What ACORN Can Teach Americans. Even Now. Seriously.

Posted on 21. Sep, 2009 by in Uncategorized

There’s a whole lotta wrong in the videos released last week of the ACORN sting operation.  But I noticed one right.


Finding out that a low income community organization encourages tax fraud doesn’t bother me.  Half the country would cheat on their taxes if they could and the wealthiest already are. But encouraging underage prostitution?  (“Train them to keep their mouth shut!”) That scene reminded me that unless you’re Jesus, regular exposure to struggle, meanness and exploitation does not ennoble. So even though I want to tear Shira’s gender membership card (and Shira) in half for her treachery, her moral vacuum makes sense.

But why would low income black women toughened in some of the scrappiest hoods around–Baltimore, Brooklyn, DC–trust a professionally dressed white man and his white bottom b*&ch? It didn’t take me long to figure it out.

The ACORN women in Baltimore, DC and Brooklyn didn’t care about race. And they surely didn’t empathize with their gender (sheesh!).  What they identified with, above all else, was their clients’ class.  They remained loyal, if not to a presumedly shared income bracket then to a shared class attitude.  That’s exactly the kind of spirit–minus the criminality–that needs to sweep this country.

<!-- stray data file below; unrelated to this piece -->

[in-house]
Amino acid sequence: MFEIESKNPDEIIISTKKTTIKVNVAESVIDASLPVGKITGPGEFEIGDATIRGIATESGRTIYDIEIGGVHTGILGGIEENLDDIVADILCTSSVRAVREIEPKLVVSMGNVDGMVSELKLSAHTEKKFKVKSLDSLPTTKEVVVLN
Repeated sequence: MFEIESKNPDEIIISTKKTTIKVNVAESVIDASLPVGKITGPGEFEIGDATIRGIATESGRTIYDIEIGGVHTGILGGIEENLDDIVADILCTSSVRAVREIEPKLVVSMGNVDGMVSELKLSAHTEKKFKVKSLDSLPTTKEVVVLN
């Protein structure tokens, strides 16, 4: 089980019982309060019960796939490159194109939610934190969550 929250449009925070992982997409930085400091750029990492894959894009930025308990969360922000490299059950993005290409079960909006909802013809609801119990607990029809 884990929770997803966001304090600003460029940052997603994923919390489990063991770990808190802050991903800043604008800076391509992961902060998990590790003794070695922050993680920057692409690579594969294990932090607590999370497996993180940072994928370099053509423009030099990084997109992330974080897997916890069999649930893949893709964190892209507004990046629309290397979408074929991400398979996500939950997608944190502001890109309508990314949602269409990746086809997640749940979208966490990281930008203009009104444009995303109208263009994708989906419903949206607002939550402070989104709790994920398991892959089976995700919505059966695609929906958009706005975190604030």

The day after Joe Wilson yelled “You lie!”, the Census Bureau reported that 39.8 million Americans are now living in poverty, meaning a ceiling income of $22,000 to feed, house and clothe a family of four. Unemployment hovers around 10 percent but that figure excludes roughly 26 million under-employed workers.  And 46.3 million Americans do not have health insurance.  All this, while Wall Street plots the next get rich scheme and the NYT reports that “… Mr. Obama’s plan to revamp financial rules faces a diminishing political imperative.”

Funny. The stats above sound like a political imperative to me.  And, they sound that way to ACORN, too.


One Response to “What ACORN Can Teach Americans. Even Now. Seriously.”

  1. merits

    28. Sep, 2009

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